You know, living in Venezuela and facing the problems that I have had to face during the last years of political turbulence, economic crisis and social uncertainty, I have come to learn many things. Some very specific things about me, about other people, about the country, etc., and also some other more general things that apply more universally and that teach about any other crisis. There are two things that I have learned, from this latter group, that I remember every time people talk about all this discussion about normality, the new normal, or going back to the normal. The first is that you should never take what you have for granted, you can lose everything, even things that you did not know you had, and most of the time you don't know the value of those things until you lose them. This is very repetitive, of course, it is a stereotype that everyone knows but that is still true. We had a greater freedom than we have now, which we failed to appreciate when we had it, and which now that we have lost it we yearn to have it again. We took that freedom for granted and most did not even suspect that it could lose it, but we have done it, and we have realized that is true the old maxim that says that the price of freedom is eternal vigilance.
Nor is it that we enjoyed absolute freedom, but we failed to appreciate the little freedom we had. We can still value the one we have, without that meaning that we are going to settle, head down, with just that.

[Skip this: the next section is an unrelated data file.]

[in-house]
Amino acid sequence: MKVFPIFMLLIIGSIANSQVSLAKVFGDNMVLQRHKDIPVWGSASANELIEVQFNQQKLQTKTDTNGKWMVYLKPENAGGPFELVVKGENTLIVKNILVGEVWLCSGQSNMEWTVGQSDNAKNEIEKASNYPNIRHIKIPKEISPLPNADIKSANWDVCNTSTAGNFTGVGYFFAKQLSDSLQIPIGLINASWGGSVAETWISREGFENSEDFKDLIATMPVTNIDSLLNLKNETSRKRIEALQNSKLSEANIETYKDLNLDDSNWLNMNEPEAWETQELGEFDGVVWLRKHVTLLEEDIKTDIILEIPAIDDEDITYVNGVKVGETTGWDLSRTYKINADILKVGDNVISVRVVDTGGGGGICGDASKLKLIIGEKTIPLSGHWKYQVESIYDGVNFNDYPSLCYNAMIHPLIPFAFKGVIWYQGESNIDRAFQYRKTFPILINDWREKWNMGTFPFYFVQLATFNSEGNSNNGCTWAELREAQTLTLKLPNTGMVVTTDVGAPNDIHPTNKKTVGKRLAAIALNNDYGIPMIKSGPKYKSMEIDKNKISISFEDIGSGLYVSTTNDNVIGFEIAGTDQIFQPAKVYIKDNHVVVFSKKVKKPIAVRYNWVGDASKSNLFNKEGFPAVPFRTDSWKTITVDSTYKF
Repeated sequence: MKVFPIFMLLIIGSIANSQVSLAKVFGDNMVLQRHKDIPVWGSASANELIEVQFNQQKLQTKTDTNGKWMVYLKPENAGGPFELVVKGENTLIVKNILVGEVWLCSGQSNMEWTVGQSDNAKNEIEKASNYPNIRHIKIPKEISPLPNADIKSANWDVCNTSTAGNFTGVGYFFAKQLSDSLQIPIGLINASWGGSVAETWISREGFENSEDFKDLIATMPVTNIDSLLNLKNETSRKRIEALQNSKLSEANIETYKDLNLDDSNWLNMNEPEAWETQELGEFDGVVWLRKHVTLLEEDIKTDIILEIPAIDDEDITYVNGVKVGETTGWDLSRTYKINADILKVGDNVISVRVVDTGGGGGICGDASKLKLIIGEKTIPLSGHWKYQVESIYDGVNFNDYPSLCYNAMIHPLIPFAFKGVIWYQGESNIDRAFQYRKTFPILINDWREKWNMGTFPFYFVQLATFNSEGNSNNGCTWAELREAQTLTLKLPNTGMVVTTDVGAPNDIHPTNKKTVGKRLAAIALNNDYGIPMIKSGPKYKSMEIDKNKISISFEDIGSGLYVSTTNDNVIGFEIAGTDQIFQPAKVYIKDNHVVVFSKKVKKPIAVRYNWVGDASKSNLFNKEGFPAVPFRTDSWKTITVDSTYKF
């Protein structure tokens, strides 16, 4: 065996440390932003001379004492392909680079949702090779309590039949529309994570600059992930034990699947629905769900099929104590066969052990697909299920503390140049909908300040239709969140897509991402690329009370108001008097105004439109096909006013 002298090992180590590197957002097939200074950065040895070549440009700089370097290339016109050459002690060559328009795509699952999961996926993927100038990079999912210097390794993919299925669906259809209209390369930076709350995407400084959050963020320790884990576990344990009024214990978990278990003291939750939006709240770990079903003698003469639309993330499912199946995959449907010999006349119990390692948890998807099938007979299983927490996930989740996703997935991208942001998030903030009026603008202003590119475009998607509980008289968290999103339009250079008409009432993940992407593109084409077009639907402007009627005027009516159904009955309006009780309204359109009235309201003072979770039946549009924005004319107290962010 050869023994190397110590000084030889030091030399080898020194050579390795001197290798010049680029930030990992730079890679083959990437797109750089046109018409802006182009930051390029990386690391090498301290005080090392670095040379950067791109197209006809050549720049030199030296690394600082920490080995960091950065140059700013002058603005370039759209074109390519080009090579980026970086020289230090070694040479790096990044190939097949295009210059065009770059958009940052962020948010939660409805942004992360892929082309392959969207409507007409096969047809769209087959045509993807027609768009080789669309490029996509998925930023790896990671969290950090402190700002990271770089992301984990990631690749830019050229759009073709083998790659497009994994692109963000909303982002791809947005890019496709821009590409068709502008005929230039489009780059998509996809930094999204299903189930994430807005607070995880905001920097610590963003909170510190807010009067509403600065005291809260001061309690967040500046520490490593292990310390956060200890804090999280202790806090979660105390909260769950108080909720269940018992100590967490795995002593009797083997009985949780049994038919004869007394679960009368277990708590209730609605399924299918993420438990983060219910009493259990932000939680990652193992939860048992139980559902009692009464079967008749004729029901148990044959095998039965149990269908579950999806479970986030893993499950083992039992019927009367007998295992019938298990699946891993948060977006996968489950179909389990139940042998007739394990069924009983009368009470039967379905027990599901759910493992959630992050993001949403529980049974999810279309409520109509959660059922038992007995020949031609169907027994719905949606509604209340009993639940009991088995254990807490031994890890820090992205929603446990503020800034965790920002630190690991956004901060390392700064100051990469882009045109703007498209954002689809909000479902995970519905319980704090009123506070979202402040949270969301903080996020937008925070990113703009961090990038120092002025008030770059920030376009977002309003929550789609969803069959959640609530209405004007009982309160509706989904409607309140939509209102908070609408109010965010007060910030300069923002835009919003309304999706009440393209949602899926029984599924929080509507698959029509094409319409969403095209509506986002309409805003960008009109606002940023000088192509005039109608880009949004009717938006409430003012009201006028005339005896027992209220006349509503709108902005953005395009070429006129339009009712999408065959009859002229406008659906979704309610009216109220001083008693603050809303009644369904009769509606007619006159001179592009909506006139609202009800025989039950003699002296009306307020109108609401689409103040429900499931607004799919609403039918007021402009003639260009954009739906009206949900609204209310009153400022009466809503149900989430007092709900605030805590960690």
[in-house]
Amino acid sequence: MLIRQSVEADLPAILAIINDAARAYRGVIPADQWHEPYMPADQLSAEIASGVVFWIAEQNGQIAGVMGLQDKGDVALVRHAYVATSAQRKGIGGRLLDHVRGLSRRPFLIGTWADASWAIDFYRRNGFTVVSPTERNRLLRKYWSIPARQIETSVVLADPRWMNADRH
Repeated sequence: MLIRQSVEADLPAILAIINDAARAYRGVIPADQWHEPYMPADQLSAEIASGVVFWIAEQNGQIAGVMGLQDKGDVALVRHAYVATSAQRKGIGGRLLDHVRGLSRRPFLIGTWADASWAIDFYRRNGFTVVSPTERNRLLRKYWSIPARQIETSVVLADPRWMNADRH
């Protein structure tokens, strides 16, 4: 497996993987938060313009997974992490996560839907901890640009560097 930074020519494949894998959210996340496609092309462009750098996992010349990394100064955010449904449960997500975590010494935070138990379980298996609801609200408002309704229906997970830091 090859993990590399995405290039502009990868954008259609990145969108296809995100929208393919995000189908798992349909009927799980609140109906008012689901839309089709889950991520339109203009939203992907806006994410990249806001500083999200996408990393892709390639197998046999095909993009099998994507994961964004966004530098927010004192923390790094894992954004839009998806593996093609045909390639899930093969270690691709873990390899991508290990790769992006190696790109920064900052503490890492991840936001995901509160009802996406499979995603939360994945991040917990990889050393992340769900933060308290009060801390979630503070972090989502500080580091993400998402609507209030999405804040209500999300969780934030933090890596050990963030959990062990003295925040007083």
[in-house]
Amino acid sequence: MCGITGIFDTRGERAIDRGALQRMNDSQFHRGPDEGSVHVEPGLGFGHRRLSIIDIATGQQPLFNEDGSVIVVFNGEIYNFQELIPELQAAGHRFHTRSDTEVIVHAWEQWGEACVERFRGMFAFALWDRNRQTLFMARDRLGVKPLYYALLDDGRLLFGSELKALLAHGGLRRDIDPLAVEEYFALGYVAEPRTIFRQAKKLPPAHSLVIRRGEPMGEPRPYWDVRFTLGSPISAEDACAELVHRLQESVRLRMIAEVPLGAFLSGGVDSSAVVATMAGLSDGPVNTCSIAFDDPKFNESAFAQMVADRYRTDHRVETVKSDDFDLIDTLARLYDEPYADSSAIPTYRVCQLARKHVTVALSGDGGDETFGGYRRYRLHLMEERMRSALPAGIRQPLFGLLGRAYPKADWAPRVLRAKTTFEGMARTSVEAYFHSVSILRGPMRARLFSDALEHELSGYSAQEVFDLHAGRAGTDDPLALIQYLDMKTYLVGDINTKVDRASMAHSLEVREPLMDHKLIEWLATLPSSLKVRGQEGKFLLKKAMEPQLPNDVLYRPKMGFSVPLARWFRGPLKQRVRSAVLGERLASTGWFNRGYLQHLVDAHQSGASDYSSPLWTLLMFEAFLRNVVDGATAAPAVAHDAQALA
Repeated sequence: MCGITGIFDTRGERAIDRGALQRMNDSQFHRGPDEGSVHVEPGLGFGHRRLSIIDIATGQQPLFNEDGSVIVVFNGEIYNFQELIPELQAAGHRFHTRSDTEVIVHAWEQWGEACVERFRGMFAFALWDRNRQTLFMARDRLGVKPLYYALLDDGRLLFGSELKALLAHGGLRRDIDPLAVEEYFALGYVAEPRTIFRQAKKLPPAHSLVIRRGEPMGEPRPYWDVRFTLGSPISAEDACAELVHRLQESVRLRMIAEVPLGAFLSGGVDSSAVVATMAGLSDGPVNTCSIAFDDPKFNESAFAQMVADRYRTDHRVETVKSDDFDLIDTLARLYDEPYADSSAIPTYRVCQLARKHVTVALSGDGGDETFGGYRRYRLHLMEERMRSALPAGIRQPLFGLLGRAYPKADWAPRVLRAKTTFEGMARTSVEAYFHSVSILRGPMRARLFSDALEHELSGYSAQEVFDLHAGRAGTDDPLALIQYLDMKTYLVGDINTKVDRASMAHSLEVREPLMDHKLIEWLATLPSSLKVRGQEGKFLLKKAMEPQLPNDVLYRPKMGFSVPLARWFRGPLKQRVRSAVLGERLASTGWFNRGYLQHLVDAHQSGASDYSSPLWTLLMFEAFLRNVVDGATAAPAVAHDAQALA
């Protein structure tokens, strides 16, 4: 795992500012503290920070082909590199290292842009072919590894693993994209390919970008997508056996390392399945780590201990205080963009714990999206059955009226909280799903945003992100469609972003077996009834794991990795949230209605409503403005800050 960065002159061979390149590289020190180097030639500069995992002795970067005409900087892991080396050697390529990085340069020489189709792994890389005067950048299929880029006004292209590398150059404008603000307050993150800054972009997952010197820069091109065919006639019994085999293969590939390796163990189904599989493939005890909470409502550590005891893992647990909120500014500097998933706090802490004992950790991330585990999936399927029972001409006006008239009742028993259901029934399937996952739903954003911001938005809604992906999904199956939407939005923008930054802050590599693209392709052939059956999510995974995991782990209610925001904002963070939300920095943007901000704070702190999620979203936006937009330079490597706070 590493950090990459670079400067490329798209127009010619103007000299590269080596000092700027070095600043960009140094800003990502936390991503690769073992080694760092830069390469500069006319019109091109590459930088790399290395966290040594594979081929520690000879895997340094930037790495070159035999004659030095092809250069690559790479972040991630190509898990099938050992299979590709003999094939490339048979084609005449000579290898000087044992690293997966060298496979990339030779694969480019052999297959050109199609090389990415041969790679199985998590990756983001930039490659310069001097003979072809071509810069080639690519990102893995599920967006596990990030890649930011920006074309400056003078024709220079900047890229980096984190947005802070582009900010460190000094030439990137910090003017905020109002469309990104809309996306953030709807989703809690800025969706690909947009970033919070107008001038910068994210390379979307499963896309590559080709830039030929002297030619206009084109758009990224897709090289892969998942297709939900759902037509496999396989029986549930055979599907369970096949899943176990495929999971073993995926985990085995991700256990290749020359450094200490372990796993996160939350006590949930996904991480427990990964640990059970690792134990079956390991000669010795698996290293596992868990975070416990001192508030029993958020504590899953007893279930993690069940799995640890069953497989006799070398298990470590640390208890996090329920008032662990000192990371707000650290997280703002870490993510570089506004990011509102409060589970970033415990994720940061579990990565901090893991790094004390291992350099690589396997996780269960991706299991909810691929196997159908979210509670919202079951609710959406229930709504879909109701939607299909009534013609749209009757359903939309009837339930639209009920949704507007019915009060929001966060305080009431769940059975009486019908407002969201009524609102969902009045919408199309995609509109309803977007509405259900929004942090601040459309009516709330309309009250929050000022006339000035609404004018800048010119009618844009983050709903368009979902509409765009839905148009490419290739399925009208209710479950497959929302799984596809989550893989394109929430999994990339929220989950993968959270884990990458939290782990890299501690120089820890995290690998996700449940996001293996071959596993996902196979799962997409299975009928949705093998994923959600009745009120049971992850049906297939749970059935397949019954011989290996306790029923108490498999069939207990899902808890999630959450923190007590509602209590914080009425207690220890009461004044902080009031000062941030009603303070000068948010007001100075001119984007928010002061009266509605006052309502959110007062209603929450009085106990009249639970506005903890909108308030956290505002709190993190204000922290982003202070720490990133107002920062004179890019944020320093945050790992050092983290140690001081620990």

And the second thing that all this discussion about going back to the normal makes me think about is how anything, even the most basic and common, can become a privilege. And I will give an example, because in Venezuela there are power failures all the time, and also failures with the water supply, this causes that a person can spend several hours a day, several days in a row, without electricity, and whole days without any water in the tap. This is the most common thing in the world here. This makes even living in a place with constant access to water and electricity a true privilege. So there is nothing, no matter how basic, that cannot be turned into a privilege in the right circumstances. When we talk about the lockdown, we see that it is becoming more and more a privilege to live normally, lead a normal life, live without so many restrictions and state intervention in your life, telling you what you can do, and what not, and how you should do it. Well, freedom was a privilege in times of serfdom, where only aristocrats were free by rights and everyone else was servants of the state.
Since we are heading into a world in which normality (which is that little freedom that with so much effort we have conquered in the last centuries) is increasingly a privilege, the question may be asked: What will we do about it?
Image Source: 1